‘Trinity Requiem’ debut honors 9/11 victims during Blue Mass for public service providers

| Kathryn Elliott | September 15, 2011 | 0 Comments

The St. Paul Fire Department color guard presents the flags during a civic commem­ora­tion at the Cathedral of St. Paul of the 10th anniversary of the Sept. 11, 2001, terrorist attacks. Photo by Jim Bovin / For the Catholic Spirit

With a flag waving between two fire truck ladders outside the Cathedral of St. Paul last Sunday afternoon, Sept. 11, the civic ceremony began.

When service members were asked to rise, several in civilian dress stood as well as police officers and soldiers in uniform.

Vince Fahnlander stepped up to the podium and told the story of his one-time roommate, Tom Burnett Jr., whose plane was hijacked on September 11, 2001.

Burnett’s story — and the stories of everyone who died on United Flight 93 — have been re-told in books and movies, but Fahnlander was able to describe his friend’s spiritual history: how he fell away and subsequently returned to the Catholic Church, attending daily Mass and praying to know God’s “big plan” for his life.

The take-away was simple: We can all seek and do God’s will for our life, he said.

Requiem debut

Members of the Catholic Church mingled with visitors like local St. Paul resident Edie Meissner, who came to “be quiet” and hear the Minnesota debut of a requiem tribute to the fallen victims of 9/11.

A Mass of Thanksgiving and Remembrance at the Cathedral followed the civic ceremony and honored all law enforcement and emergency personnel.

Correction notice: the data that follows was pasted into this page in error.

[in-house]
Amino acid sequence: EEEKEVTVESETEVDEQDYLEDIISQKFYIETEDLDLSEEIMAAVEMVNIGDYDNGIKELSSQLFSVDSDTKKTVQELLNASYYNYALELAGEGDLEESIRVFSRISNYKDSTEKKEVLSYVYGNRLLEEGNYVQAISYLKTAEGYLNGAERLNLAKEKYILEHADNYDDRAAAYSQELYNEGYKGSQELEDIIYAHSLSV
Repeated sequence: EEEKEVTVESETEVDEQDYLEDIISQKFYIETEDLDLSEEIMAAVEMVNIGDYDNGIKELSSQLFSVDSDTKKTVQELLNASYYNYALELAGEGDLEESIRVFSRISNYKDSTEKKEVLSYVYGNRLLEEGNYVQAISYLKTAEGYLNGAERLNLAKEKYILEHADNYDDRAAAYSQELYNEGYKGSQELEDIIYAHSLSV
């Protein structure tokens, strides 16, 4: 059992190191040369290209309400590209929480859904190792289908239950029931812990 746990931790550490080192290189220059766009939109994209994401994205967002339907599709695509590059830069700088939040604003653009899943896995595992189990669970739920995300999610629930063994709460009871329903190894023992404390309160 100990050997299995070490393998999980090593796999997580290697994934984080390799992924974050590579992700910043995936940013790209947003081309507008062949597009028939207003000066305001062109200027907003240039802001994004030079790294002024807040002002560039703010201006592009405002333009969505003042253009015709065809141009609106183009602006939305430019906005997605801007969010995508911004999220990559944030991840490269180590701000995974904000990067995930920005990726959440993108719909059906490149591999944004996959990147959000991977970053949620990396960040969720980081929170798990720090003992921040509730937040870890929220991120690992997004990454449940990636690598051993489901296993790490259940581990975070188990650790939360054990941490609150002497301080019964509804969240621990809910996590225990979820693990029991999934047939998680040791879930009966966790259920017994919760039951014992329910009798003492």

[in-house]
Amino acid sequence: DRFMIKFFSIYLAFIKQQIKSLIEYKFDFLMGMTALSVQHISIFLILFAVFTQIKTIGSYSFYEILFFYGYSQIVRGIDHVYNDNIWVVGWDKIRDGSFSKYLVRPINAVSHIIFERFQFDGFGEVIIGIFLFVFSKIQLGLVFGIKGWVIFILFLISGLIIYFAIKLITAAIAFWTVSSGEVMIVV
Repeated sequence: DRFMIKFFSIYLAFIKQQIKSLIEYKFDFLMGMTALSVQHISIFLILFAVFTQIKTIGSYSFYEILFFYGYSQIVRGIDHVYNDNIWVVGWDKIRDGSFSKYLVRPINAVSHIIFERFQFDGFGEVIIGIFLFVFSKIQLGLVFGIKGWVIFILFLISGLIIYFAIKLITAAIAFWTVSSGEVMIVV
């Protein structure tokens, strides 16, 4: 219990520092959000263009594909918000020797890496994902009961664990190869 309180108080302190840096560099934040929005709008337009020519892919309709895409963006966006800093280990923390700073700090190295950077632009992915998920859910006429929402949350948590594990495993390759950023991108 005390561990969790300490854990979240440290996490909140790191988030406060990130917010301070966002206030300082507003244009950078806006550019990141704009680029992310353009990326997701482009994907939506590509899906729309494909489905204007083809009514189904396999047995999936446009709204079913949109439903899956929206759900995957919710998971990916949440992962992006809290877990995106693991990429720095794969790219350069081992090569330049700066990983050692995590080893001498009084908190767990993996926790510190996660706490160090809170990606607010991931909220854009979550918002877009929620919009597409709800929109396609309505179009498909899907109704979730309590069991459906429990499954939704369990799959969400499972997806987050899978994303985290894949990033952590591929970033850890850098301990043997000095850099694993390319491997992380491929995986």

The “Trinity Requiem” was composed by Robert Moran and sung by the Cathedral Choir School of Minnesota and the Cathedral Schola Cantorum. Robert Ridgell, the Cathedral’s new director of sacred music who directed the Cathedral singers and originally commissioned the piece, is the former music director at Trinity Wall Street church. Trinity survived the 9/11 terror attacks intact despite its location 150 yards from where the World Trade Centers stood.

The solemnity of the occasion was supported by powerful Scripture readings during the Mass. The second reading, from Romans, said:

“If we live, we live for the Lord; and if we die, we die for the Lord. So, whether we live or die, we belong to the Lord. For this very reason, Christ died and returned to life so that he might be the Lord of both the dead and the living.”

In his homily, Father Peter Laird, archdiocesan vicar general and presider, called the message an “invitation to treasure and live the justification won for us by Christ.”

Jesus Christ’s suffering has established a new order that makes union with one another possible, Father Laird said.

We are blessed to be born into or come to this country, he said, built by people who had the “simple conviction” that all people are meant to live in harmony under the authority of God.

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